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Germany

The Problem With Trimming The U.S. Military Presence In Germany

The chief foreign policy correspondent for Die Welt chimes in on Trump's decision to reduce the number of U.S. troops in Germany from 35,000 to 25,000.

U.S. President Donald Trump takes selfies with U.S. service members during stop-over at Ramstein Air Force Base in Germany.
U.S. President Donald Trump takes selfies with U.S. service members during stop-over at Ramstein Air Force Base in Germany.
Clemens Wergin

-OpEd-

BERLIN — That's the thing with emotional acts: Often you can understand where they come, but ultimately they're counterproductive. Such is the case with the partial withdrawal of U.S. troops from Germany that Donald Trump confirmed on Monday and presented as a kind of punitive action for Germany's failure to meet NATO spending expectations.

Indeed, the president's frustration is partly understandable. In an increasingly insecure world, Germany's longstanding refusal to increase defense spending tends to border on neglect of duty, and one cannot be surprised that Berlin is accused of freeloading.

Frustration over a stubborn ally is not a good guide for strategic decisions.

Also, as Trump points out, it makes no sense in view of Russia's increasingly aggressive stance for Germany to depend even more on Russian gas supplies through Nord Stream 2 and make Eastern Europe more vulnerable to Russian blackmail attempts. Germany clearly has poor arguments on these issues and displays a level of stubbornness that even many European partners cannot understand.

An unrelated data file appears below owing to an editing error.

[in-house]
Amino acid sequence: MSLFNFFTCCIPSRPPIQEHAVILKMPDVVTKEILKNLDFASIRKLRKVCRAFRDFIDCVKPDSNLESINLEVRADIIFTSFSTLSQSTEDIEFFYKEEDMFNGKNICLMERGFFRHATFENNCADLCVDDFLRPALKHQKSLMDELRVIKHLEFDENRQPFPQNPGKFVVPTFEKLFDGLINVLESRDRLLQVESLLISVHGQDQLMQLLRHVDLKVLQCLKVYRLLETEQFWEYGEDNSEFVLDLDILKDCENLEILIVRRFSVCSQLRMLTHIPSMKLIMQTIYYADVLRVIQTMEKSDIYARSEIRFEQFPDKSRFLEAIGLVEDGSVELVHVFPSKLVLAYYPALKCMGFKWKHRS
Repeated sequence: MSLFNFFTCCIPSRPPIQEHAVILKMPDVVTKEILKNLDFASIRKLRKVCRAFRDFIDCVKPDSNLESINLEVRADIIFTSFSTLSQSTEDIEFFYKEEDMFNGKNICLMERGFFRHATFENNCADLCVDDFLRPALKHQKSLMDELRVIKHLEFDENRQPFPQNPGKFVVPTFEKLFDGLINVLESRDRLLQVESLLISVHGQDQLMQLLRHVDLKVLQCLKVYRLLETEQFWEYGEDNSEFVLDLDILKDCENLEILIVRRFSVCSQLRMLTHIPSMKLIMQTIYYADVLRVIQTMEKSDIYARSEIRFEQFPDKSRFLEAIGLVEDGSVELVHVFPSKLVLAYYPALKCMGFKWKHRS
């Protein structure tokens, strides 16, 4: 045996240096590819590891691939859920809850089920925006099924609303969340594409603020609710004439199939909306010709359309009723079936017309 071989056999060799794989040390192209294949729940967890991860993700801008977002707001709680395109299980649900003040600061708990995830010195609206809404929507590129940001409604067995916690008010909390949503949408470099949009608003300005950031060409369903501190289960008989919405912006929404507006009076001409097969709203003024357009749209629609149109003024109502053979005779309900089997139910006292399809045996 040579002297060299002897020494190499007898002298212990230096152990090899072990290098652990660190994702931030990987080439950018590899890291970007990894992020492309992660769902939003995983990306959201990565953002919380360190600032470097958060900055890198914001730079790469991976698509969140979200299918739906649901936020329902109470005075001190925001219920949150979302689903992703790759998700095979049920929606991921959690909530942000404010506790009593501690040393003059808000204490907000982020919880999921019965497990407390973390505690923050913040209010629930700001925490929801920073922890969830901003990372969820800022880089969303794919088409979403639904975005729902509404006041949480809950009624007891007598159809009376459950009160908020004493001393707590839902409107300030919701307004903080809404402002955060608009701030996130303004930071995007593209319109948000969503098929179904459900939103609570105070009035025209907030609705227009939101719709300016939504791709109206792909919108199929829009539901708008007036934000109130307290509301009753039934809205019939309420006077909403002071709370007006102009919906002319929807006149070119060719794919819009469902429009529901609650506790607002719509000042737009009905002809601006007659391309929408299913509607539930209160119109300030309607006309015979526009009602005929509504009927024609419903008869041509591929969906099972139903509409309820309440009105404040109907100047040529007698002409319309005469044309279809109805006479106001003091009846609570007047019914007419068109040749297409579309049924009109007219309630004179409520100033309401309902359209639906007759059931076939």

But that doesn't make Trump's decision any better. Frustration over a stubborn ally is not a good guide for strategic decisions. Having a significant contingent of U.S. troops in the heart of Europe is also in line with American, not just German interests. And it makes sense that the bulk of U.S. troops are not directly on the Eastern European front line, where they would be more vulnerable.

In the event of a crisis, they could move there quickly. Germany is also a good location from a logistical point of view, as units can be relocated quickly to the volatile Middle East, for example.

Trump's partial withdrawal, on the other hand, weakens NATO, weakens America's position in Europe and damages relations with its important, though sometimes irritating ally, Germany. In sum, Trump has shown the same strategic short-sightedness that he rightly accuses the Germans of.

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Ideas

Making It Political Already? Why Turkey's Earthquake Is Not Just A Natural Disaster

The government in Ankara doesn't want to question the cause of the high death toll in the earthquake that struck along the Turkey-Syria border. But one Turkish writer says it's time to assign responsibility right now.

photo of Erdogan at the earthquake site

President Erdogan surveys the damage on Wednesday

Office of the Turkish Presidency
Dağhan Irak

-OpEd-

ISTANBUL — We have a saying in Turkey: “don’t make it political” and I am having a hard time finding the right words to describe how evil that mindset is. It's as if politics is isolated from society, somehow not connected to how we live and the consequences of choices taken.

Allow me to translate for you the “don’t make it political” saying's real meaning: “we don’t want to be held accountable, hands off.”

It means preventing the public from looking after their interests and preserving the superiority of a certain type of individual, group and social class.

In order to understand the extent of the worst disaster in more than 20 years, we need to look back at that disaster: the İzmit-Düzce earthquakes of 1999.

Because we have before us a regime that does not care about anything but its own interests; has no plan but to save itself in times of danger; does not believe such planning is even necessary (even as it may tinker with the concept in case there is something to gain from it); gets more mafioso as it grows more partisan — and more deadly as it gets more mafioso.

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